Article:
Japanese Yen Touches Highest Since November 2016 vs. US Dollar

The Japanese yen rallied against its most-traded rivals today, touching the highest level since November 2016 versus the US dollar, thanks to the outlook for monetary policy normalization, positive macroeconomic data, and the general risk averse sentiment on the Forex market.

Bank of Japan Governor Haruhiko Kuroda surprised markets, discussing hist stimulus exit strategy for the first time today. He said:

The BOJ’s board members expect that prices will reach 2 percent around fiscal 2019. If this happens, there’s no doubt that we will consider and debate an exit.

The BoJ felt the pressure for some time now to shift its monetary policy stance as central banks of other developed nations were either tightening monetary policy or at least were considering doing so. Yet Kuroda was steadily refusing to talk about an end to stimulus, so it was refreshing to hear the change of tone now.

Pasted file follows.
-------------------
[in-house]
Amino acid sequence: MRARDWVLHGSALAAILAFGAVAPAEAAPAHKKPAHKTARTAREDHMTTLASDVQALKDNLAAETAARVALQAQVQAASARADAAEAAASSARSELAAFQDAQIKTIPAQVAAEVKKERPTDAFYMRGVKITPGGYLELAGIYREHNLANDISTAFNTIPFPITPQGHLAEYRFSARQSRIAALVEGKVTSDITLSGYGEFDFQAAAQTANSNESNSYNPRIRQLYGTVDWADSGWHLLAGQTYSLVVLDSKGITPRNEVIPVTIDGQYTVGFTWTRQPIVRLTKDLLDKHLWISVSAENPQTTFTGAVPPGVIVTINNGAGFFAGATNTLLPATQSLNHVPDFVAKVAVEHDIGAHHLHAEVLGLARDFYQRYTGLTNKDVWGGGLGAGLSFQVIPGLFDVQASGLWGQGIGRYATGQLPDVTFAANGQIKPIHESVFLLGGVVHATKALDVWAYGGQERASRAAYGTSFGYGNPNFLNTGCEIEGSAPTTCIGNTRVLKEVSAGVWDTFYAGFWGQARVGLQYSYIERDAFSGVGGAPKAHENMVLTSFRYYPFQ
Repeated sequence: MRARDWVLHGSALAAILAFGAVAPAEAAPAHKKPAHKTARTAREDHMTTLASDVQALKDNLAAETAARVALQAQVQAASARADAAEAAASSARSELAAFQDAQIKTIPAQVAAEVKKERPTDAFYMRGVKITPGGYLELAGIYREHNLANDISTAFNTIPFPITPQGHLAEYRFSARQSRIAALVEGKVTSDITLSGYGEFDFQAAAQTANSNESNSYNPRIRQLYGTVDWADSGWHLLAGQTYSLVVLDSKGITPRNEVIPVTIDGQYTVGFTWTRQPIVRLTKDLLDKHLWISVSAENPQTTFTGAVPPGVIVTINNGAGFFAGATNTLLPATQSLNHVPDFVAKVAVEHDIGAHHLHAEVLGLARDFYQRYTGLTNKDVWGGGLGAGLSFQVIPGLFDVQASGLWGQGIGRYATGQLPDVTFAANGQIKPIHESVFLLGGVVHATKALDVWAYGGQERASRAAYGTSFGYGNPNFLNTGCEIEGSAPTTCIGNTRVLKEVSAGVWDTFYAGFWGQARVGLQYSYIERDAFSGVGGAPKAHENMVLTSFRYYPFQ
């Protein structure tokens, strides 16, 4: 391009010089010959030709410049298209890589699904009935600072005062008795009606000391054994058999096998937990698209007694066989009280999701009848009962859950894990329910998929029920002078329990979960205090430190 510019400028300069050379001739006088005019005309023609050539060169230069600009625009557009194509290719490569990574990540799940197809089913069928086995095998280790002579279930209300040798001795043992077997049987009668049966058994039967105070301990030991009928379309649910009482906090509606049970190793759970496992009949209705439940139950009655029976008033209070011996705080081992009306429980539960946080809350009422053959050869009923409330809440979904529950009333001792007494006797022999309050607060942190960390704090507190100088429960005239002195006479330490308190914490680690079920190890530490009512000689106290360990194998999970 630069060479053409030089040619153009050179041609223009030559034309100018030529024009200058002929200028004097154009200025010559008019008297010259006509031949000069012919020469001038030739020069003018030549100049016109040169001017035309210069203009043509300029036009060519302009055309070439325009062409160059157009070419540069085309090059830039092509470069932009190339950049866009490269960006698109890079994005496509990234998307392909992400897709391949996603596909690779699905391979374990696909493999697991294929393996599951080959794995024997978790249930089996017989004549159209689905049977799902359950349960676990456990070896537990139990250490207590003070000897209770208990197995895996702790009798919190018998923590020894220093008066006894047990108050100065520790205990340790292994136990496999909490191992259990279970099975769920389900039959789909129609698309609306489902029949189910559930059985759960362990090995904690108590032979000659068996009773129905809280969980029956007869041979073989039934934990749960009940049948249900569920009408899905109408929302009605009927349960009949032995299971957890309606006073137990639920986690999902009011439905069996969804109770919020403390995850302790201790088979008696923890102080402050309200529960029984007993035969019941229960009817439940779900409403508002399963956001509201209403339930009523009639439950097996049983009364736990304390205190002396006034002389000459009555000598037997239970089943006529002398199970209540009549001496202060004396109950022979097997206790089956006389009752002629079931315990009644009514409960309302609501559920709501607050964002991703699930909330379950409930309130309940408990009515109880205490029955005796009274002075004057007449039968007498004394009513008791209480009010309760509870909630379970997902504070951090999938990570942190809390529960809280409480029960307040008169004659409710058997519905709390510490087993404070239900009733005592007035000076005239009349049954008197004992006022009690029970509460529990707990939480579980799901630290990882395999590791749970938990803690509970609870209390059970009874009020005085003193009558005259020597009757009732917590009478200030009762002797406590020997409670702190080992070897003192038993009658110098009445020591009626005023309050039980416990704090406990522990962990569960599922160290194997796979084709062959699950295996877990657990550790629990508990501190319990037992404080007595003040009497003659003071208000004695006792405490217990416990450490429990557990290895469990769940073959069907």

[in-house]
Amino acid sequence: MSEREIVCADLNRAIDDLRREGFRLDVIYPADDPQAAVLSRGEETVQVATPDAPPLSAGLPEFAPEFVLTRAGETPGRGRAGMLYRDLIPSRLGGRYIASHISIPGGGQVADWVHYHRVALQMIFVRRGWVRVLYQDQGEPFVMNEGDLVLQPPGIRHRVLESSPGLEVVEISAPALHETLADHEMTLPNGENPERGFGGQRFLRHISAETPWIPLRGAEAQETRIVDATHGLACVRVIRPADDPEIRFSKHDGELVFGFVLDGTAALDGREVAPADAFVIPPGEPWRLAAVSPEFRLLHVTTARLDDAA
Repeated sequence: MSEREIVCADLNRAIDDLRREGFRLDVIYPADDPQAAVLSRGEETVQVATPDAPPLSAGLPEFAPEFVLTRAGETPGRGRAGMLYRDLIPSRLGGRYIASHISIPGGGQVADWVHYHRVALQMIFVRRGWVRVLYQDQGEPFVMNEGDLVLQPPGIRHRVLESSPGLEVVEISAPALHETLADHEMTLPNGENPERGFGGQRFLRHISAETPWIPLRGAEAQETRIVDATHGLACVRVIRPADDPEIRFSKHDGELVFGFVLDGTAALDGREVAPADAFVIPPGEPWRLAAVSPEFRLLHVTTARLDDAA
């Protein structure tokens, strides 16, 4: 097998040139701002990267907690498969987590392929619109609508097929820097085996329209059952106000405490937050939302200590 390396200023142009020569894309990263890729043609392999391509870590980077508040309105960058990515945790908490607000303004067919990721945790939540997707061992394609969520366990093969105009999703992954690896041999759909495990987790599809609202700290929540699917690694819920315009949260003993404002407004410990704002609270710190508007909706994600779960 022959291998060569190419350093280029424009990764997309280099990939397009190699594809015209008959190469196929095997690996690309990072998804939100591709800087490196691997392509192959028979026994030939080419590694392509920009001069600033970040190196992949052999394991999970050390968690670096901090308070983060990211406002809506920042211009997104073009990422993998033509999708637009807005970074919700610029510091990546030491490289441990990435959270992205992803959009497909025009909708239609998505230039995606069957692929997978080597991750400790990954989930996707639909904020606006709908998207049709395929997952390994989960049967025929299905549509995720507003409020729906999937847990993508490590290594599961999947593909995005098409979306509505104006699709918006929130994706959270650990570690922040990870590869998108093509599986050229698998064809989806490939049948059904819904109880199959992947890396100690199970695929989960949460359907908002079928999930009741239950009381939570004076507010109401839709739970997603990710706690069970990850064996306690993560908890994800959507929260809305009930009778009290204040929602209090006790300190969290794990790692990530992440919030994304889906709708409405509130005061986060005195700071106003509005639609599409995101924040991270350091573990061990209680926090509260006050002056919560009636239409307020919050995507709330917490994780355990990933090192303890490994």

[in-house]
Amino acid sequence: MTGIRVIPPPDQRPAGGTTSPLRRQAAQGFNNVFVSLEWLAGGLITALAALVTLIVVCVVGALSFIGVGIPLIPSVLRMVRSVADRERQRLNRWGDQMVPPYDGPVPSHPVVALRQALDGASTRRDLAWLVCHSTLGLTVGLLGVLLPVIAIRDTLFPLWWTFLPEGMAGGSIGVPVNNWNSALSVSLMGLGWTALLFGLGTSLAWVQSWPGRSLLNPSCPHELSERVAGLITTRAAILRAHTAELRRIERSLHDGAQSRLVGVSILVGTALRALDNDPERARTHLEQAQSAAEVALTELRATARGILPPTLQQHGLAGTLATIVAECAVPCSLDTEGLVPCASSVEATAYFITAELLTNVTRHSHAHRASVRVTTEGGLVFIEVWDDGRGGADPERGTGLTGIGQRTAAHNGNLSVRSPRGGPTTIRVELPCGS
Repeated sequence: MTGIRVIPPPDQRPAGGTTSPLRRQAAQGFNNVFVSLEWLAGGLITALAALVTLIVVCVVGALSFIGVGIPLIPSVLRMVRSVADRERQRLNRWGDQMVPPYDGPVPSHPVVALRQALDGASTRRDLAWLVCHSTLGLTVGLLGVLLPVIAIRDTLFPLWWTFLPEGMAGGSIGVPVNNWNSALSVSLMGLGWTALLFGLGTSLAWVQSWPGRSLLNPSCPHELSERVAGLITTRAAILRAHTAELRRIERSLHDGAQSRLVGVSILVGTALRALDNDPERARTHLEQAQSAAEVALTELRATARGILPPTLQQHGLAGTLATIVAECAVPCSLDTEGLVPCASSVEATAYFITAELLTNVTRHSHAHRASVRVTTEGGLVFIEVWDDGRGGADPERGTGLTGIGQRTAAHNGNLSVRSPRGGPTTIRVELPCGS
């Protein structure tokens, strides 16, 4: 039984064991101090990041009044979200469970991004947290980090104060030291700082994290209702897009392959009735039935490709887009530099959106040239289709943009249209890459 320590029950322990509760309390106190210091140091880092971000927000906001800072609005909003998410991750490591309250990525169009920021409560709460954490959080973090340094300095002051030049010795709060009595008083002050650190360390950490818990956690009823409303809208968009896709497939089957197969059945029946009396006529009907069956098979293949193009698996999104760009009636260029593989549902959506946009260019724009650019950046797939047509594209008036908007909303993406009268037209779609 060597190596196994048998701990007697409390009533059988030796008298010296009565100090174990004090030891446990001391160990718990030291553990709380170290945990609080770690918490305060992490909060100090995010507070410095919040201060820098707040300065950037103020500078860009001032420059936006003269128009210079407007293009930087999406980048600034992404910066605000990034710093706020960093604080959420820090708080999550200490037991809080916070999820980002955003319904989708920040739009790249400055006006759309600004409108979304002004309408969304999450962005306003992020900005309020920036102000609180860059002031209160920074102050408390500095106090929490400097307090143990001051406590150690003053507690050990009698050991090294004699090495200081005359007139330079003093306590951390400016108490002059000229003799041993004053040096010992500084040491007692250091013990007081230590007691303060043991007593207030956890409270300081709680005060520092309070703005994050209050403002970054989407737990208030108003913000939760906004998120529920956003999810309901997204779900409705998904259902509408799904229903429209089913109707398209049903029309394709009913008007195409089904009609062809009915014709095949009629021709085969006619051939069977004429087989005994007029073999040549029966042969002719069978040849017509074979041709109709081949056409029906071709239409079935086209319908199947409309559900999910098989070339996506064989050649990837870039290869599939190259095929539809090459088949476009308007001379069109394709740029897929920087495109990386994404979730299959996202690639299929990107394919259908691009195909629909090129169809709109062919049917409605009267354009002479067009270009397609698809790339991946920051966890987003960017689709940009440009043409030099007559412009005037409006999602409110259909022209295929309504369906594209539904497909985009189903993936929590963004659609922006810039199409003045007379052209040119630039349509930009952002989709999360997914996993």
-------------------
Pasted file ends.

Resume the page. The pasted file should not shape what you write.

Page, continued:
The Tokyo core Consumer Price Index rose 0.9% in February from a year ago, accelerating from the 0.7% growth registered in the previous month and exceeding the consensus forecast of 0.8%. The unemployment rate fell from 2.7% to 2.4% unexpectedly. The monetary base increased by 9.4% in February from the same period of the previous year, compared to the forecast increase of 9.2% and the previous month’s gain of 9.7%.

All those factors were helping the Japanese currency as well as prospects for trade wars after the United States decided to implement tariffs on steel and aluminum imports.

USD/JPY slumped from 106.22 to 105.32 as of 13:24 GMT today. EUR/JPY declined from 130.30 tot 129.71. GBP/JPY dropped from 146.28 to 145.17.

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